I am a little behind but I have started to make the jacket for my charcoal (or it is navy?) suit.
Pattern and design
This is an elegant, lined, collarless, cropped jacket with neck, waist and front bands, no side seam, with bracelet length two-piece sleeves. With top stitching.
I made a few altrations; I added 4cms to the length of the pattern pieces, but adding some at the under arm, and some just above the hem. It was a bit tricky due to the relative complexity of the design – four pieces, no side seam, and a panel on the CF and neck. The pattern is a b32 and I am b34 so I should have added some width to this jacket, but after measuring it I figured it had enough ease. I am not sure if this is a mistake or not so I have basted the main jacket pieces together in order to try it on for size. I have not attached the bands at the neck and front edge and hem. This will add around 2″ to the width (allowing for the button band overwrap). So, it seems big enough to wear over the overblouse.
The jacket is made up in the same deep greyish blue fabric I used for the skirt (with a camisole). For the lining I will use a plain turquoise silk – I don’t have the time to make a customised lining and sometimes simple is best. I don’t want a navy lining as that would be just too dull and deep for me. Navy is one of my neutrals but I prefer a lighter blue as a rule. I hope by choosing silver buttons and wearing this with a lighter layer underneath it, it won’t be too dark for me.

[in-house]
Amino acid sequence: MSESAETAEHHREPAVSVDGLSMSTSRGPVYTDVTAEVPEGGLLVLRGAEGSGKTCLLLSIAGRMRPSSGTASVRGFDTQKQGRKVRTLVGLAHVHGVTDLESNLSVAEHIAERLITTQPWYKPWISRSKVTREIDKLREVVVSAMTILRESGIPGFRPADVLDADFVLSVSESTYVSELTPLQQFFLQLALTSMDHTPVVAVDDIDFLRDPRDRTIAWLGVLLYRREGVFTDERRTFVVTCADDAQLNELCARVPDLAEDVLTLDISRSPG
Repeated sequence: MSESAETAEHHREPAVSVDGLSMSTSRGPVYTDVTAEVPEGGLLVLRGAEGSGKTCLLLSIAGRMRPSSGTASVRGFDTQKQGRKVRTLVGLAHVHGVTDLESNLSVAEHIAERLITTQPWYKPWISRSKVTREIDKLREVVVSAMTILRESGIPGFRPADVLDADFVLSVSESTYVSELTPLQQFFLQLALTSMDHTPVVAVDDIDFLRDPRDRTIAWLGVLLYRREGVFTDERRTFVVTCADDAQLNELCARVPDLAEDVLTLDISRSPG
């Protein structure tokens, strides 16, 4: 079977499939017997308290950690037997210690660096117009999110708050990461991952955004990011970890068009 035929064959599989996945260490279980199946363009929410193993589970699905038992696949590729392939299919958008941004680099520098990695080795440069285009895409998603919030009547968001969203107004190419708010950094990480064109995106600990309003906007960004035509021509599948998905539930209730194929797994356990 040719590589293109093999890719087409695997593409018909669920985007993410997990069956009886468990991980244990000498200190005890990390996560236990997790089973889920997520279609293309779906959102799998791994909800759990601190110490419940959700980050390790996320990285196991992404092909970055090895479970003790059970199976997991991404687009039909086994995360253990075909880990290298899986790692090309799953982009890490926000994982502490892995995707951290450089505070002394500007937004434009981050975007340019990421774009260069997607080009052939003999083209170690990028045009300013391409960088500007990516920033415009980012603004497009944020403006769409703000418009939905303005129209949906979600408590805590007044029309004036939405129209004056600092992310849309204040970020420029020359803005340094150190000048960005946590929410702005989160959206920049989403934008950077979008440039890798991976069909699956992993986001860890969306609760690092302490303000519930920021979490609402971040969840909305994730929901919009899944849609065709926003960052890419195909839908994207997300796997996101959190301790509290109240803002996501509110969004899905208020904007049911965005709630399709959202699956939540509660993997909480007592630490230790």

There are supposed to be five button with piped button holes. I just can’t face learning a new technique at this point. I need to get this jacket finished and move on to my other items. Also with adding length, and choosing a slightly smaller button for my jacket I think it needs six rather than five buttons. This is non-traditional – odd numbers seem to be prefered. However I think it will look better with an extra button, each placed 7cms apart. It’s only a matter of personal taste I think. I have some nice “burnished” silver buttons that look like they may have been made in the 1960s that I plan to use.
The jacket looks black in these photographs but it really is a dark bluish grey. Here it is with one of the sleeves basted in.
I am starting to smile! This jacket is hard work. Lots and lots of steps, including
- underlining and interfacing
- bound button holes
- slashing the darts
- opening the seams, pressing them, then slip stitching them down
Overall I reckon this jacket from start to finish will be about 60 hours work. However it is a lovely pattern and I think it will look great with the skirt I made previously.